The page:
Why Do We Avoid Doing What We Love?

I had a touching conversation with a friend yesterday. She told me that she was trying to get back to writing, but hadn't been able to, and didn't understand why.

"I love writing," she said, "so I don't understand why I avoid it. Why does anyone avoid something they love?"

Why indeed?

Perhaps it's not surprising, in a way. When you love something, you wish to do it no harm. But the minute we sit down to write, we begin doing harm. We have a vision in our heads of the beautiful, perfect words we hope to set down, in perfect order, with perfect timing. We love and honor this vision, and would not willingly botch, sacrifice it. But we have to. We must sit down and stutter. And stumble. And be repetitious. And choose the wrong words. And write weak sentences. And faulty paragraphs. And entire, unwieldy chapters.

Perhaps what we have to come to understand is that this does not do violence to our relationship with words. We haven't failed in our commitment to them. We haven't betrayed our love. Quite the opposite. It takes time to get to know the thing you love. There's a shyness and a fumbling, at first. We allow ourselves this time when we have fallen in love with a human being--but less so when we have fallen in love with writing. We don't generally avoid a person we love--but we often avoid writing. I know. I've done it. Then I have to give myself the little speech above. I have to remind myself: you love this. Go and do it. Don't hide from it. It's all right. You can't dance with a story if you stay leaning against the wall.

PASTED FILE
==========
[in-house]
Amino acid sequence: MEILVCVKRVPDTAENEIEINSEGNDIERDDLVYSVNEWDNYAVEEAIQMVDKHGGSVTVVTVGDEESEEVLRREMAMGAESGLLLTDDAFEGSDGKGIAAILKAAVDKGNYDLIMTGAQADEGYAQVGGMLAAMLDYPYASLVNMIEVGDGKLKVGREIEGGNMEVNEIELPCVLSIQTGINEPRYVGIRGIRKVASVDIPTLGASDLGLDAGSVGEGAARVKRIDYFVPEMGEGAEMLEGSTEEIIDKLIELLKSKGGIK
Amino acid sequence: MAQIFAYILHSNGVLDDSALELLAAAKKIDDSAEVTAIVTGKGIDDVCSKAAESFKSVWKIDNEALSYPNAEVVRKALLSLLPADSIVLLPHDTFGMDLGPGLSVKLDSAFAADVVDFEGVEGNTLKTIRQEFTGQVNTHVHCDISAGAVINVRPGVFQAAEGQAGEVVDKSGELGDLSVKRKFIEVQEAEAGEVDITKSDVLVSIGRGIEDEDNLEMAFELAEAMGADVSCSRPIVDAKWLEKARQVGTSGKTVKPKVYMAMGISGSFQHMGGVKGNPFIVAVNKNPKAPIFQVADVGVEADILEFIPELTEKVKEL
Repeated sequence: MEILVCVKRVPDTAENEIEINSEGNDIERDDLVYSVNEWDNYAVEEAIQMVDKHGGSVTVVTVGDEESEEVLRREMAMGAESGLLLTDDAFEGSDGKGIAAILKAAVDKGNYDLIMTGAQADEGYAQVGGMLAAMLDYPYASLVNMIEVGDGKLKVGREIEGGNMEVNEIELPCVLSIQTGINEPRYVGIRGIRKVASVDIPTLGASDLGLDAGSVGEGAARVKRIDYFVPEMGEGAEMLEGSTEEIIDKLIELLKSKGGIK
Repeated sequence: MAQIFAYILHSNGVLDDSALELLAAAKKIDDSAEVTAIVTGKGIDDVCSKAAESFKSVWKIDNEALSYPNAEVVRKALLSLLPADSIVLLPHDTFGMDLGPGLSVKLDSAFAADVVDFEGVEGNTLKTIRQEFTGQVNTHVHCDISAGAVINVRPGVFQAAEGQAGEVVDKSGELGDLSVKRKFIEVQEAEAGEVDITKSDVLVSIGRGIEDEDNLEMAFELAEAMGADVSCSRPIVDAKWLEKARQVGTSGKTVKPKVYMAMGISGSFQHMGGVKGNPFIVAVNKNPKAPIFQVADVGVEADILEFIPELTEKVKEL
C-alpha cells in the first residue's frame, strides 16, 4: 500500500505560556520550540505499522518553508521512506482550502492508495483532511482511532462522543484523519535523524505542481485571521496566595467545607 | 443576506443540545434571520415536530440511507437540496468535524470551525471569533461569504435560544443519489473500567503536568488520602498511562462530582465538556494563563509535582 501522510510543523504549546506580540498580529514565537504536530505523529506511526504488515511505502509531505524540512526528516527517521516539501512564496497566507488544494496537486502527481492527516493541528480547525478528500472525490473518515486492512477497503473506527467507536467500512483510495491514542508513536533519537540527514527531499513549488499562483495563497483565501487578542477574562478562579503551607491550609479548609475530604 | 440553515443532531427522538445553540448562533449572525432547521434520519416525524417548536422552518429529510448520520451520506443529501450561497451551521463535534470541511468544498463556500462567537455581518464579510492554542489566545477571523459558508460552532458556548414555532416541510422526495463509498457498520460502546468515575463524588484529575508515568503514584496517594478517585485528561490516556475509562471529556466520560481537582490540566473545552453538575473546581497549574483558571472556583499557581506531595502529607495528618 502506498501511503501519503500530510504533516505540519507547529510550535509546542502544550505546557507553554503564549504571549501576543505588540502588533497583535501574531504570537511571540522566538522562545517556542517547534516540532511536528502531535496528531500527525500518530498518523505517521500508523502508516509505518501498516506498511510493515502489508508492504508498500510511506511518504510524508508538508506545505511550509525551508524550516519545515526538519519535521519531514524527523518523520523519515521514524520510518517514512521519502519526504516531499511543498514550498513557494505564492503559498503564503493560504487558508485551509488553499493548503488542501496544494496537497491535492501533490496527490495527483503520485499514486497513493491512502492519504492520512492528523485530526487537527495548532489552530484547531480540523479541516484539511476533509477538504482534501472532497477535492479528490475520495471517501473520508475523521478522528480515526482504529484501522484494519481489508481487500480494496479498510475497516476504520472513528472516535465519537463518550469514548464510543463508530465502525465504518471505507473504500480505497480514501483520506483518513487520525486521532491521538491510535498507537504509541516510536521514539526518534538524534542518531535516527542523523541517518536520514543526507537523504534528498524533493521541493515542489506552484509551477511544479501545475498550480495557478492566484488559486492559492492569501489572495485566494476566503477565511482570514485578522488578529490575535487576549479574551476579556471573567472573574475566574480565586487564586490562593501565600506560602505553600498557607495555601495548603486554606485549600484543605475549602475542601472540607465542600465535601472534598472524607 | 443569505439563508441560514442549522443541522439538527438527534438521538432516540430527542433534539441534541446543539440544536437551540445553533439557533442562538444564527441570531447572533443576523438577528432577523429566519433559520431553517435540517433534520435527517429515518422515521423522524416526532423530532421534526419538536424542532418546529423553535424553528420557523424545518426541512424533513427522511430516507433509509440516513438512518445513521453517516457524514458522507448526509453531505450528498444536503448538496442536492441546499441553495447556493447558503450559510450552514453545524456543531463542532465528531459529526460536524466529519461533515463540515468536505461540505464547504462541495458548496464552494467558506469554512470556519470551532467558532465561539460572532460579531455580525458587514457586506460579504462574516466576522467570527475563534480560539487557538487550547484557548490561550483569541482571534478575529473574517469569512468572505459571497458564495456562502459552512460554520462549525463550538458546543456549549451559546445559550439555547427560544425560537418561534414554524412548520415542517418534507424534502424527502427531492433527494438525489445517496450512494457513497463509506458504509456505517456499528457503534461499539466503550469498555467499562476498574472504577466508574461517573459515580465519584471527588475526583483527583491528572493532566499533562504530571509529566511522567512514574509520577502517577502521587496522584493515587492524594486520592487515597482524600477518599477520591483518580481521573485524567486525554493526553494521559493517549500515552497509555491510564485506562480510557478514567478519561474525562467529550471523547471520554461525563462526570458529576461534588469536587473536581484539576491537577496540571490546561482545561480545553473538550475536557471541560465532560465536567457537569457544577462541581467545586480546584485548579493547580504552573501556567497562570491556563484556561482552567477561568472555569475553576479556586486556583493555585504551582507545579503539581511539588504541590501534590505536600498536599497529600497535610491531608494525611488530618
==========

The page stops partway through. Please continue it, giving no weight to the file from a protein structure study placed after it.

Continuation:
Step away from the wall. It's safe. But there is no love there.


Photo credit: Bruce Barone


So true, Mylene. Perfectionism can be debilitating. We have to be willing to write in the dark and struggle toward the light with criticism, subsequent drafts, revision... lots and lots of very hard work -- and all of it so far removed from our vision of effortless, expert performance.

The only trouble with that vision is it's fantasy.

Thanks for sharing.

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